Close the camps. 

The ensuing humanitarian crisis and dehumanizing treatment of immigrant families at our border and in our communities is threatening to undermine our democracy and further decimate the gains that the labor movement has won for all workers across this country. 

The images coming across our news feed from the detention facilities are just the tip of a giant iceberg that is our failure to address immigration policy in this country in a way that protects human rights and provides basic worker protections. This situation, along with the threat of toxic raids, is dividing our country and leaving broad swaths of our communities in states of fear, panic and trauma. 

This division is not happening by accident. Economic rules and political strategies in this country and abroad are producing an outpouring of families who hold so much fear, and are so desperate, that they will do anything to try to make a better life for themselves.

This dynamic creates an ecosystem where bosses can offer work to the lowest, most frightened bidder, driving down standards across all industries. Wage theft, labor trafficking and worker misclassification are other consequences of this broken ecosystem.

This fear is not immigrants’ to bear alone. Workers across many sectors are just one job away from a financial crisis. Most Americans have less than $500 in a savings account — not enough to cover a minor emergency or to handle the loss of a job.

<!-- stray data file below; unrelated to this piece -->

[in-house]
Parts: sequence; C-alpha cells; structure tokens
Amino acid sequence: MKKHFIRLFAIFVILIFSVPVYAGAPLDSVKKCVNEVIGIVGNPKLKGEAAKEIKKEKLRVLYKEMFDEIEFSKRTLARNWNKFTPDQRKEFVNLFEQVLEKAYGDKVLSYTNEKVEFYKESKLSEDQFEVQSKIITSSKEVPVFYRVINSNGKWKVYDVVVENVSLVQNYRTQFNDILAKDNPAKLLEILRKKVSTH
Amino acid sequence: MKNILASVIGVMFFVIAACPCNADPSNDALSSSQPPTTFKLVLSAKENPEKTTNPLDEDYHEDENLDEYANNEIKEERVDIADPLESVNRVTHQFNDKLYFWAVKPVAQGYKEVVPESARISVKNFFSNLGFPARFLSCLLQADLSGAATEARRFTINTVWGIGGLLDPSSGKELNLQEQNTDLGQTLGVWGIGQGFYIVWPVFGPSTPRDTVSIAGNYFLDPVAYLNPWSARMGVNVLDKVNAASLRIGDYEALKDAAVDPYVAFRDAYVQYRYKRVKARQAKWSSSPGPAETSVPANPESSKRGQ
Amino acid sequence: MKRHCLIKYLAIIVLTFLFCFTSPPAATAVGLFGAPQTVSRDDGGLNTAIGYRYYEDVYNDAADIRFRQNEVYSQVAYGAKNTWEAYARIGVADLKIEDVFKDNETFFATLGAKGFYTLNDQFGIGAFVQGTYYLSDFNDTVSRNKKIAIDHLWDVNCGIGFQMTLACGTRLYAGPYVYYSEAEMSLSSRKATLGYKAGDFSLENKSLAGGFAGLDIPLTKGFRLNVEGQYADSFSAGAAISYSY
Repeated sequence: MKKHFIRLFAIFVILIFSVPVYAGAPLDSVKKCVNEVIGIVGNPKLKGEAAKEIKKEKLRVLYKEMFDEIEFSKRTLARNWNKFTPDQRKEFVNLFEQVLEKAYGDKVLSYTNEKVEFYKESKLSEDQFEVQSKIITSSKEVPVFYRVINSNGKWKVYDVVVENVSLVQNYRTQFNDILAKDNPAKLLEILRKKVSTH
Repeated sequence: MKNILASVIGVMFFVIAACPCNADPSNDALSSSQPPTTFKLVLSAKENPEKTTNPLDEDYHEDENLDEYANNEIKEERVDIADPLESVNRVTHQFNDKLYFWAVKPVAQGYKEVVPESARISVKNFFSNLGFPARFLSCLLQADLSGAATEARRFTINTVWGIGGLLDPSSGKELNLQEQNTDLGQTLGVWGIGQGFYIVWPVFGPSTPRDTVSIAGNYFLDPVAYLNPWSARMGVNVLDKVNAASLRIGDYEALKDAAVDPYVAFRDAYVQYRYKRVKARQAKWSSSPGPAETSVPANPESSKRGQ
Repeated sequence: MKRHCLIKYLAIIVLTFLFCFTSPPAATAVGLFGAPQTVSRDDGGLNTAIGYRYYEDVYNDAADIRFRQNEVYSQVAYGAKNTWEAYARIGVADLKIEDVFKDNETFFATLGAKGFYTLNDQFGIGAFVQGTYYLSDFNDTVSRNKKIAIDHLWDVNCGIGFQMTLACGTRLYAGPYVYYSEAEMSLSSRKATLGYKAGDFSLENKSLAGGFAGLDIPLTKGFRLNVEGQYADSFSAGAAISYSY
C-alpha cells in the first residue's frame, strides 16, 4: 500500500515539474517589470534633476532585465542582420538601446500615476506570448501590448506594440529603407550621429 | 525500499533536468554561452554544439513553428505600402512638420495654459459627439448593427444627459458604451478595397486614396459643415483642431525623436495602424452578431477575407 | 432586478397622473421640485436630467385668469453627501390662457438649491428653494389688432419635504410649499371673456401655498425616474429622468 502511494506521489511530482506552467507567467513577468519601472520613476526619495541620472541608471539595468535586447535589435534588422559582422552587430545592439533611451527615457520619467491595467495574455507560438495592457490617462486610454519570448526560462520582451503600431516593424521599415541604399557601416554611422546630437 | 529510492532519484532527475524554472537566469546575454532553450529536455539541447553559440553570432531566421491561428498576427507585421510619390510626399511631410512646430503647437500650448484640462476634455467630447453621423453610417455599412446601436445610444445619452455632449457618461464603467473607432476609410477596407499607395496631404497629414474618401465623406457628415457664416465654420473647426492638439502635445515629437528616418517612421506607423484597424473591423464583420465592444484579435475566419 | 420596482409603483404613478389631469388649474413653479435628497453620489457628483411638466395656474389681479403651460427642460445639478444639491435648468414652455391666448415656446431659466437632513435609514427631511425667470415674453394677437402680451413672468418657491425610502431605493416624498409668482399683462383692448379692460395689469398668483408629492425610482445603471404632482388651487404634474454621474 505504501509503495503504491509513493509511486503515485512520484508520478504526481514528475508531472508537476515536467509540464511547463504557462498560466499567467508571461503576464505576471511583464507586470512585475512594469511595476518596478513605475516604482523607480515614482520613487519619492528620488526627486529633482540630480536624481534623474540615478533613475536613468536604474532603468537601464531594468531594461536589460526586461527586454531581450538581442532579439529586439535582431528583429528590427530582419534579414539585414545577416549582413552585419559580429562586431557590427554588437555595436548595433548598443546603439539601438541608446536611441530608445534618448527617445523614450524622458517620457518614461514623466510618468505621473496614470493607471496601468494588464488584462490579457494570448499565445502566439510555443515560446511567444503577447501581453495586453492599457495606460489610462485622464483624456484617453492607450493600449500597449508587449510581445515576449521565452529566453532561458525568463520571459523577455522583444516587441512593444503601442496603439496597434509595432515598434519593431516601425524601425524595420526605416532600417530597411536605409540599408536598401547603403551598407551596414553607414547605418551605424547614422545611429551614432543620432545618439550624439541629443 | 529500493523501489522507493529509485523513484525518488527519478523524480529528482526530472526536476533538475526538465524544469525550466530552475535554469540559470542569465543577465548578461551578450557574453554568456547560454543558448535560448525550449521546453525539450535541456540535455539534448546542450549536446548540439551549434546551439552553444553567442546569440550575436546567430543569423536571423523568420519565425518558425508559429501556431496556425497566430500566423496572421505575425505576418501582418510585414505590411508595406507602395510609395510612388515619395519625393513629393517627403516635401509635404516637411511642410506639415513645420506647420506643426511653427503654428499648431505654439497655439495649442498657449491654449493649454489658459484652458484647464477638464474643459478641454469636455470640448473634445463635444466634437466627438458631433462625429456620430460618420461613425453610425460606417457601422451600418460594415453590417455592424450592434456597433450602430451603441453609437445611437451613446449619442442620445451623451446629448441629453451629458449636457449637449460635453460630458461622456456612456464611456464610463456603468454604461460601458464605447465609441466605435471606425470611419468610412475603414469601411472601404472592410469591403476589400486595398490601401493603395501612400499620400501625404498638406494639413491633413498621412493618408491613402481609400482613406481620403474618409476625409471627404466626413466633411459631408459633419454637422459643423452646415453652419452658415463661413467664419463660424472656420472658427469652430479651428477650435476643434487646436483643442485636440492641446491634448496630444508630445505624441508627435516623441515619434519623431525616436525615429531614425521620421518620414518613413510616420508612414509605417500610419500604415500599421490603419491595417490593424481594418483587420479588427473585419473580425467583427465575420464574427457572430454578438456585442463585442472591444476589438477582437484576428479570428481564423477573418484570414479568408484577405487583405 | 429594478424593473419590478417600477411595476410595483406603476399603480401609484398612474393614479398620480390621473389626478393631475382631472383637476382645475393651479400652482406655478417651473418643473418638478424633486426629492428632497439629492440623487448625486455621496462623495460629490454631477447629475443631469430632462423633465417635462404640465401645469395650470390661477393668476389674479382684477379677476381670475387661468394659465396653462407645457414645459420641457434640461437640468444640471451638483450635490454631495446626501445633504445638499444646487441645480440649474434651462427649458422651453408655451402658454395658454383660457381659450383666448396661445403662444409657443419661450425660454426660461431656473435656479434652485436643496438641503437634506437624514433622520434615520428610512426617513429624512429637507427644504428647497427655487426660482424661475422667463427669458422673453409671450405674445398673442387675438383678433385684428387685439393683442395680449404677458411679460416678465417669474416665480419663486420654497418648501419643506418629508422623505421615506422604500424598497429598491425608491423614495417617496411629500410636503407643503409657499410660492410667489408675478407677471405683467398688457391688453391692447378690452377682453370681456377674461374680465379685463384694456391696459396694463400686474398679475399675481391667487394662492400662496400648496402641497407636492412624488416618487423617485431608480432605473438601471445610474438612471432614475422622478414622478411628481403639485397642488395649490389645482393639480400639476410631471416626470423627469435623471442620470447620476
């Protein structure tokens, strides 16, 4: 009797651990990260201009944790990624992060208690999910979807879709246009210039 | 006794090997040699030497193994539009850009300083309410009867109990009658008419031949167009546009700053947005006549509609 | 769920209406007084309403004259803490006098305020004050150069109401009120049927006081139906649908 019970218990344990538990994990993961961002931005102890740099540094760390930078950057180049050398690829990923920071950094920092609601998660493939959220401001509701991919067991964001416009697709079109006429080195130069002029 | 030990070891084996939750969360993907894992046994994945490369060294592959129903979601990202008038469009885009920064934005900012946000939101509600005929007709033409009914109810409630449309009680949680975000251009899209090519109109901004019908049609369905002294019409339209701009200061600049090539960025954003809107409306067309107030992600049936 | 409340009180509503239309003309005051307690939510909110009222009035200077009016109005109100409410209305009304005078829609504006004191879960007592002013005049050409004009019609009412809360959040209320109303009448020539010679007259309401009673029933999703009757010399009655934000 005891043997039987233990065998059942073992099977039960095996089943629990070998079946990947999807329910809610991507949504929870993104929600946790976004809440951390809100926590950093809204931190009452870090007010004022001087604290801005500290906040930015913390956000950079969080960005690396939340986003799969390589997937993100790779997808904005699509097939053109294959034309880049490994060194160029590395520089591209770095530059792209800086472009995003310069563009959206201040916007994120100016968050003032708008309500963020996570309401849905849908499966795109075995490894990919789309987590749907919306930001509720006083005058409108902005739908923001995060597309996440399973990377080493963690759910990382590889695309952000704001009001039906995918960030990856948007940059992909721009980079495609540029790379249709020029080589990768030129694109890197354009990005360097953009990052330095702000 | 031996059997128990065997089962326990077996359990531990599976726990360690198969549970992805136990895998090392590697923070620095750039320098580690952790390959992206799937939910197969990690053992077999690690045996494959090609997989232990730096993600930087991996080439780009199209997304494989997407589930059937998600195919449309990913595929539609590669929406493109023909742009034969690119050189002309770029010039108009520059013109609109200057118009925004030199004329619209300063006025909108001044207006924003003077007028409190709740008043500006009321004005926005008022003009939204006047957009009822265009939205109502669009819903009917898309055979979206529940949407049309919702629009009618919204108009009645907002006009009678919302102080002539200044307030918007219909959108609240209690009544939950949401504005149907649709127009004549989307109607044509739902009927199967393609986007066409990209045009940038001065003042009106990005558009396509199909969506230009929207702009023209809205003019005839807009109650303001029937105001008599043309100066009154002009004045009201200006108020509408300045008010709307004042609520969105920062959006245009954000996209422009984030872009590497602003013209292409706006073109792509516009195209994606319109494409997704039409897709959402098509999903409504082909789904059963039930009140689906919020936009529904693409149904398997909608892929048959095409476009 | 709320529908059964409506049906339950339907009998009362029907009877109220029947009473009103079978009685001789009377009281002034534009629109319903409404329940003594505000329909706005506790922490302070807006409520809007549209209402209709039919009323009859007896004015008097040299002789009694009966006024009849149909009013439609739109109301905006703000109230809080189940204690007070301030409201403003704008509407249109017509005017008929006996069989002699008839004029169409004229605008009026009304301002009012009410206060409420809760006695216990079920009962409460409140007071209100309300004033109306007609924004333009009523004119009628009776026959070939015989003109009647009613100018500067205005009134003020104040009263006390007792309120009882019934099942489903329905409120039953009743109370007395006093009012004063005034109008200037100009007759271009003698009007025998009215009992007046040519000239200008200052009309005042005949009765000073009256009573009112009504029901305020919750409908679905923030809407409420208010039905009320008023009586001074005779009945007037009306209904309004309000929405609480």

This type of fear permeates all facets of our lives and it is creating space for an agenda we see unfolding that is, frankly, un-American. Some want us to “send people back to where they came from” as a notion that diversity and new voices are the reason for our economic problems and barriers to just getting ahead. These types of fear-based statements are designed to distract us from the attacks on our union freedoms and the continued hoarding of wealth at the top. 

Advocating for systemic change across this country to make us a better, stronger, more unified nation should be the calling of all Americans. Our diversity is our strength and our American identity is built on this diversity, progress and innovation. We support unity over division. 

The labor movement has and will continue to call for a broad re-imagination of our immigration policies. Our immigration policies should serve people as people, not become a tool for class warfare. Closing the camps alone will not end the fear and stigma, but it is the necessary and bold action needed in this historic humanitarian moment. 

The labor movement is all of us. Immigrant and non-immigrant, we must be greater than fear and stand shoulder to shoulder together against actions that try to separate us.

Contact MRLF president Chelsie Glaubitz Gabiou at 612-321-5670 or

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